Well knowing that exchange was almost a year ahead at the time, I replied in an excited voice without any worries, "Uhm... I don't know yet!"  Like come on, it's just October.  No need to worry about anything yet.

So months flew by.  Yes, that included the Christmas holidays.  The more weeks that went by, the less excited and rather nervous and anxious my voice became when I kept answering that same old question.

Finally the first orientation swung by in January, and just in a blink of an eye, I finally found out the answer to that question. France.

Next day, I have let my friends know about my country.  They were so happy for me.  But guess what they asked me next?

"Where in France?"

'Oh please, not again!' I thought to myself.  I replied once again, "Uhm... I don't know yet!"  At least, knowing my host-country returned back the excitement I had in October.

And so a couple more months flew by again.  No biggie.  Well, half a year actually.  Okay, maybe it's time to start worrying now. 

I finally had my answer in July: Louhans!

My wonderful friends all cheered for me when I brought to them the news.  However, guess what they asked me next?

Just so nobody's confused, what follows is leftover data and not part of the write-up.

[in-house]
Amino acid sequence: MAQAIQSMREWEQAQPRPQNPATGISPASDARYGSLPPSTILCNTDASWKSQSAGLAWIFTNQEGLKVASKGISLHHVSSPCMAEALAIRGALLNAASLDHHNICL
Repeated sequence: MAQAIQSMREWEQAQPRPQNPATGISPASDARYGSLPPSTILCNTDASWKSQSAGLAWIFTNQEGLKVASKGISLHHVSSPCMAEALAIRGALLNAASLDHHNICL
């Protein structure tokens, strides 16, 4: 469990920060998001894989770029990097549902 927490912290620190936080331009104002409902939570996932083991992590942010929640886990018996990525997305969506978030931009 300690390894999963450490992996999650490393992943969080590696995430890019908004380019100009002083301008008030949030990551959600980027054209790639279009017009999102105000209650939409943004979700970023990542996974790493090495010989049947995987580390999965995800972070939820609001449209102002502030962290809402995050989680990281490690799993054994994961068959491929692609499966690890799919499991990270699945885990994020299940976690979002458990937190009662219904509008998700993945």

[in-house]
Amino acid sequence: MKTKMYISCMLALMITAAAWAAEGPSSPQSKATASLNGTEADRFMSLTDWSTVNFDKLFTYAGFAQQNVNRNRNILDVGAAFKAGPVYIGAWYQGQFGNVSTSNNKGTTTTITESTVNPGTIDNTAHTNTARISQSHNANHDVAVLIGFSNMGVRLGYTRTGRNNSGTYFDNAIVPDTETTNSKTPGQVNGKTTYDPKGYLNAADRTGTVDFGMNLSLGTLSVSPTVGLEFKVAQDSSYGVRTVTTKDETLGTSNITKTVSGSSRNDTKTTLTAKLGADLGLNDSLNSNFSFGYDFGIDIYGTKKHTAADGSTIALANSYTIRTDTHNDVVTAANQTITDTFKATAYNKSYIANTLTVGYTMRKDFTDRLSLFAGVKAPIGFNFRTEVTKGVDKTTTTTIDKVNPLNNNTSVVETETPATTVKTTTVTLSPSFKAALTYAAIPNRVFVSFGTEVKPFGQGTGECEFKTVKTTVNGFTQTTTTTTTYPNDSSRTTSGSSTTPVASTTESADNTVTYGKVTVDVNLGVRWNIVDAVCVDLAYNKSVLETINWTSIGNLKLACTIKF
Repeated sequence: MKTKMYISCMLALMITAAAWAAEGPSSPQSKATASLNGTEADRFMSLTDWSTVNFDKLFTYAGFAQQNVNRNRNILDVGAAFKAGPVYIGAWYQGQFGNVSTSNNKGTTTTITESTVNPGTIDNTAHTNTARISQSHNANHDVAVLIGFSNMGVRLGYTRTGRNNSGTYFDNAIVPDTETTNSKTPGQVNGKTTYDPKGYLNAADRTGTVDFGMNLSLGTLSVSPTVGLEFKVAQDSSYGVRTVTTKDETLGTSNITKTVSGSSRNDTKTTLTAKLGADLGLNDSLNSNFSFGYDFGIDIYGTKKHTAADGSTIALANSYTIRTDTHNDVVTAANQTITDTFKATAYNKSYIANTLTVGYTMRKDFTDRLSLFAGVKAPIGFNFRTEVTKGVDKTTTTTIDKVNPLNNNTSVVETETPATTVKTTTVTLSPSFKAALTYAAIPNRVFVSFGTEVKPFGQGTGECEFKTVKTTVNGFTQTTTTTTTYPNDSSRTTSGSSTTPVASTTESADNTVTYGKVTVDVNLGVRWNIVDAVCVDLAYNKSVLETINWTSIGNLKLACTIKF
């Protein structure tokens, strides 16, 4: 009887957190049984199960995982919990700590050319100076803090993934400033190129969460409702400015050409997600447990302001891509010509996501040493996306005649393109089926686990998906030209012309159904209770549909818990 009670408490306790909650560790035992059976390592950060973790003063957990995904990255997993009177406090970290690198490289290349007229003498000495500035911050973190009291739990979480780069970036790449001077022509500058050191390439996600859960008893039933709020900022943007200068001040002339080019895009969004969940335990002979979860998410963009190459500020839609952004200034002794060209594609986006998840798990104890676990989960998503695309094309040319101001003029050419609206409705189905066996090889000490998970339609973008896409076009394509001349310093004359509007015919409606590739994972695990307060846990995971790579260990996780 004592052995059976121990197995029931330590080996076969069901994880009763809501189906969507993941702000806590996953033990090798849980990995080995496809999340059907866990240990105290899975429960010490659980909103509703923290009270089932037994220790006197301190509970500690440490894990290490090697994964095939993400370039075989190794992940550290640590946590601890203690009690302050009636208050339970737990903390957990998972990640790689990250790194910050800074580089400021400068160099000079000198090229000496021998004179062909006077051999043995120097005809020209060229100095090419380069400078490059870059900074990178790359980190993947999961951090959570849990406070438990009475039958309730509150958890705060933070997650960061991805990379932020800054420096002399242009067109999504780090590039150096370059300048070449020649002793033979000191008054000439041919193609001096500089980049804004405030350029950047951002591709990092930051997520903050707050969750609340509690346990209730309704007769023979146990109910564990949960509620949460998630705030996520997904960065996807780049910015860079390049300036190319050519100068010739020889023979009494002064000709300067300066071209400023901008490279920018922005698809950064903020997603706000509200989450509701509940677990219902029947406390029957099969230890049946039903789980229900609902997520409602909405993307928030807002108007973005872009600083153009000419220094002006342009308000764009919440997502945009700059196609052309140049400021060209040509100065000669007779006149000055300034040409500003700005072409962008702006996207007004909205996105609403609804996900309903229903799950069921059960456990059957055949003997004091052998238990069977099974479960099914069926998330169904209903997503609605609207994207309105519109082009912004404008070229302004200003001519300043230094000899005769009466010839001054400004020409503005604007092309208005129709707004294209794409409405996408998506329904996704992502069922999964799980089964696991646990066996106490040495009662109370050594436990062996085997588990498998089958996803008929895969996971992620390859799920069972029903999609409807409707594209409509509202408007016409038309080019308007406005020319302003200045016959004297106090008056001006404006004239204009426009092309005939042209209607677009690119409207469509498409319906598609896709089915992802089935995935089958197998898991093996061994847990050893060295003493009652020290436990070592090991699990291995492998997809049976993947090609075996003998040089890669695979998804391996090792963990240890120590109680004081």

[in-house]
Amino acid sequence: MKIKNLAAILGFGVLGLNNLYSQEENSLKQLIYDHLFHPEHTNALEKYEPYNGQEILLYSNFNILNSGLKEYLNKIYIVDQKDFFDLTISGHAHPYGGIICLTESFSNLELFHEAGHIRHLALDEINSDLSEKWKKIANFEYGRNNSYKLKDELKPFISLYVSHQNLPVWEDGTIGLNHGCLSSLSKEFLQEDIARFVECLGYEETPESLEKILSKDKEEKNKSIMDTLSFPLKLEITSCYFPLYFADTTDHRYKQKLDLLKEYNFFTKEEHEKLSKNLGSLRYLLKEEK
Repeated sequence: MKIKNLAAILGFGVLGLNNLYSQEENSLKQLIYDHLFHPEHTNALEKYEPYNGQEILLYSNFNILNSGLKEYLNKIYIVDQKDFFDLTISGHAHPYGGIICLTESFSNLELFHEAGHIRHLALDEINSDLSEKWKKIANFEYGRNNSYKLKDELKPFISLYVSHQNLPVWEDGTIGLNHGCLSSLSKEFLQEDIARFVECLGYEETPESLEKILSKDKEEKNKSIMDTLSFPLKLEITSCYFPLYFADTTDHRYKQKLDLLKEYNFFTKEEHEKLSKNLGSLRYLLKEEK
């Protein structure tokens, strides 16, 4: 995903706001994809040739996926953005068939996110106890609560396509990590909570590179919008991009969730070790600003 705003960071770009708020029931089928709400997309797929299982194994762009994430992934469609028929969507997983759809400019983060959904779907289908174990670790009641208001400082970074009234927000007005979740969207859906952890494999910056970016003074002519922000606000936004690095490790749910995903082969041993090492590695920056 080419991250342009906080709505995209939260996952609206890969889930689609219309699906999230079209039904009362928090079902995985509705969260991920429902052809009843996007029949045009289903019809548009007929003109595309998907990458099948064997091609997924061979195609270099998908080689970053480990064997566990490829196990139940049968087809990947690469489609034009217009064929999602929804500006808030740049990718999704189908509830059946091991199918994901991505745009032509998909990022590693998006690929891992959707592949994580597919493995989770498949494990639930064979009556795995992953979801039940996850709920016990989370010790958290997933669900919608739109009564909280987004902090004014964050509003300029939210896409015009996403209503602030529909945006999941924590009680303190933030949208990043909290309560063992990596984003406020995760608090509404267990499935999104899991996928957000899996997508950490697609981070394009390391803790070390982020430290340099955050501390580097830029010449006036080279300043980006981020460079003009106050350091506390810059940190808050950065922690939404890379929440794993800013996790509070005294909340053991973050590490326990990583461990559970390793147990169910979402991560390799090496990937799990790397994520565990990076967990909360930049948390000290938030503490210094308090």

"When are you heading there?"

Oh lord.  Not again. 

I explained that I have to apply for a visa then I would know my exact deparature date.  Easy... right?  No, I never knew how long a visa application could take to be sent, processed and returned.

Today is Aug.26th, 2012.  Uhm dear readers... I still don't know when I am leaving!
I can't believe I still don't have my visa yet and how I might be lying in a new bed, with a new family, in a new home, in a mini village and in a country that's practically on the opposite side of the globe... all at least by next weekend... and it's bizarre!  I remember seeing several Rotarians passing by me in town for the past few days, and my continueous existance in Canada surprised them a lot!